• Neuroblastoma: nervous system tumors arising from adrenal gland or retroperitoneal sympathetic chain (brain, adrenal medulla, pelvis, mediastinum, and sympathetic ganglia)

  • Fourth most common childhood malignancy

  • Most common malignant tumor of infancy “silent tumor” – poor prognosis

Types of cancer in children2
Types of Cancer in Children

  • Wilm’s Tumor: most common type of renal cancer in children

  • Usually presents as an abdominal mass.

  • A large flank mass is usually found in a healthy child by a family member

  • The mass is present on one side and seldom crossing the midline, as does neuroblastoma

Types of cancer in children3
Types of Cancer in Children

  • Bone tumors

  • Osteogenic sarcoma: tumor of the bone that usually occurs in the growth metaphysis or the end of the long bones

  • Ewing’s sarcoma: can present in any bone of the skeleton, but is often seen in the bones of the pelvis, tibia, fibula, and femur

Types of cancer in children4
Types of Cancer in Children

  • Rhabdomyosarcoma: soft tissue sarcoma arising primarily from the connective tissues of the body, such as fibrous, adipose, or muscle tissue.

    • Embryonal: most common type. Usually affects infants and young children in the area of the genitourinary tract and the head and neck area.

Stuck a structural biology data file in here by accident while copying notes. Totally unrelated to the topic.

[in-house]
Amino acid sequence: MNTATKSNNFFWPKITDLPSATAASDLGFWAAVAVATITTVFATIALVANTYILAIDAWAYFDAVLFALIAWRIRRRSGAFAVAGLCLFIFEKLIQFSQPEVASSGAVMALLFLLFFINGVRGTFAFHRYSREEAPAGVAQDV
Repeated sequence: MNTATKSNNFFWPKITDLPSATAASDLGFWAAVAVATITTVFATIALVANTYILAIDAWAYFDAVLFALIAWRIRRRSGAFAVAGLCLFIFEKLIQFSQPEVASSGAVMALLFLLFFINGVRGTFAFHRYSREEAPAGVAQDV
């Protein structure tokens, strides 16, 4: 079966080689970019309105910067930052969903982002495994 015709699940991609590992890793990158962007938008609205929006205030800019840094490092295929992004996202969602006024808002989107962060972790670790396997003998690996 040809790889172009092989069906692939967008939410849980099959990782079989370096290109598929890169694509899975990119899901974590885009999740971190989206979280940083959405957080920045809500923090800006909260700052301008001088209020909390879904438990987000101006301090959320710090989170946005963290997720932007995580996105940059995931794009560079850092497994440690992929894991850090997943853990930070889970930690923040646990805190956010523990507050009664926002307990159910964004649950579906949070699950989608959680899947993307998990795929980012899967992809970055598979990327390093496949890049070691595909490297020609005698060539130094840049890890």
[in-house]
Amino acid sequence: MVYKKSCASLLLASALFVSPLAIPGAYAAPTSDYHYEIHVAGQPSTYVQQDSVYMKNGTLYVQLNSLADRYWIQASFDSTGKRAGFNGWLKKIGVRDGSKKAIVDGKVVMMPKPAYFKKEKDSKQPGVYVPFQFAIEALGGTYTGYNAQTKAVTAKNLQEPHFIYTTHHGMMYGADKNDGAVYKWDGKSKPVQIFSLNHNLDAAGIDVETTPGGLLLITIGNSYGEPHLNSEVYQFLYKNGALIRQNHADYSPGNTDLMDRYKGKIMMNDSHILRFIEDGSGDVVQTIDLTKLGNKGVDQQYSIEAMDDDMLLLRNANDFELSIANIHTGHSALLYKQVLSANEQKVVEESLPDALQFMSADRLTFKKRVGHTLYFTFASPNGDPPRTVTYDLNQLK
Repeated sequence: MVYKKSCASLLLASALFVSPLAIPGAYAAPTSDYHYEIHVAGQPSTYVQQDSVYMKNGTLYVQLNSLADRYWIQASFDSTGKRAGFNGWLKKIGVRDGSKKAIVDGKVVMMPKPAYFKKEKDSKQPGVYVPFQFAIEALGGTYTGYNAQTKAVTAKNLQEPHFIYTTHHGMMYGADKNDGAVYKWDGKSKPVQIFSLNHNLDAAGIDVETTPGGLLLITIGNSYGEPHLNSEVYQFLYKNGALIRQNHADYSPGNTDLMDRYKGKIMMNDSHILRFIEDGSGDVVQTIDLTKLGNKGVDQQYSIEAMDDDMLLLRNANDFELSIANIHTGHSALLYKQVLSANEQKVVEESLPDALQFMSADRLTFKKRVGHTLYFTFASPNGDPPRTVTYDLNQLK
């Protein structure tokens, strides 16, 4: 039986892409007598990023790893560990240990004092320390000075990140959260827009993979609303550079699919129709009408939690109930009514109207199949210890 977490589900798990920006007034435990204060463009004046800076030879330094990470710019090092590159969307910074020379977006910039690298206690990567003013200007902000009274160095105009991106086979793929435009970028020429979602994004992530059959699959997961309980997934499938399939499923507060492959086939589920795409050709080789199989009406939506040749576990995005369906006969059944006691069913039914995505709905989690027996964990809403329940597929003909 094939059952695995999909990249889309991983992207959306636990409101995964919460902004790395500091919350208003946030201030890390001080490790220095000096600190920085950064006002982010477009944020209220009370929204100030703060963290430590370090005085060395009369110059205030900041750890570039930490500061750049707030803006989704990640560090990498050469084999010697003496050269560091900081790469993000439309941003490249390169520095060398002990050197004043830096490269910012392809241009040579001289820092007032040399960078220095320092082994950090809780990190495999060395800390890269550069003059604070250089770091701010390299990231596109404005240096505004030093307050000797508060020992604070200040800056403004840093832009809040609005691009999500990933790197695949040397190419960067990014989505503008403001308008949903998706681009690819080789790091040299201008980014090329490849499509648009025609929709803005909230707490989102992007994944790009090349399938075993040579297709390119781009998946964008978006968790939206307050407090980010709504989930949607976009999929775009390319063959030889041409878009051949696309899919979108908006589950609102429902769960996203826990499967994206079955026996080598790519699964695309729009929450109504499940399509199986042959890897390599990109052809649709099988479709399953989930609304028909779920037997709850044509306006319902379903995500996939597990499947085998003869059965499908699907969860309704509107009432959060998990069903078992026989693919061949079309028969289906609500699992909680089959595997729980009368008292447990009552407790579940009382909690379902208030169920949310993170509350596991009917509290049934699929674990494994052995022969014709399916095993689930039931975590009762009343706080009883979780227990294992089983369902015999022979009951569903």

• Alveolar: occurs in the large muscles of the trunk, arms, and legs

Types of cancer in children5
Types of Cancer in Children

  • Retinoblastoma: malignant tumor arising from the retina. Seen only in children. Usually found in infants and very young children. Detected by presence of cat’s eye reflex instead of red reflex

  • Testicular tumor: most common form of cancer in males age 15 - 34

Nursing care of children with cancer
Nursing Care of Children with Cancer

  • Thorough Assessment

  • History

  • Manage side effects of treatment

    • Infection

    • Hemorrhage and anemia – administer transfusions as ordered

    • Nausea / vomiting – administer antiemetics

    • Altered nutrition – monitor daily weight, strict I&O

    • Mucosal ulceration – offer bland, moist soft diet, sot toothbrush

    • Neurologic problems – warn parents of somnolence syndrome

    • Hemorrhagic cystitis – provide adequate hydration

    • Alopecia

    • Steroid effects

Nursing care of children with cancer1
Nursing Care of Children with Cancer

  • Nursing care during Bone Marrow Transplantation

    • Hospitalization 3-6 weeks, isolation

    • Risk of infection

    • Numerous procedures

    • Side effects & complications of cytotoxic treatments

    • Monitor for graft vs. host disease GVHD & treat

    • Monitor skin breakdown, wound healing

    • Sensitive & supportive attitude

Nursing care for children with cancer
Nursing Care for Children with Cancer

  • Prepare for procedures

    • IV’s

    • Labs, imaging studies

    • Bone marrow studies

    • Lumbar puncture

    • Surgery

    • Conscious/unconscious sedation

    • EMLA cream

    • Emotional support

Nursing care of children with cancer2
Nursing Care of Children with Cancer

  • Pain Management

    • Opoids

    • NSAIDs

  • Health promotion

    • Dental care

    • Immunizations

    • Nutrition

    • School

    • Discipline

    • Vision & hearing screenings

Nursing care of children with cancer3
Nursing Care of Children with Cancer

  • Family education

    • Home care

    • Referrals

  • Cessation of therapy

    • Assess for delayed growth, secondary malignancies, body system disturbances

    • Follow-up care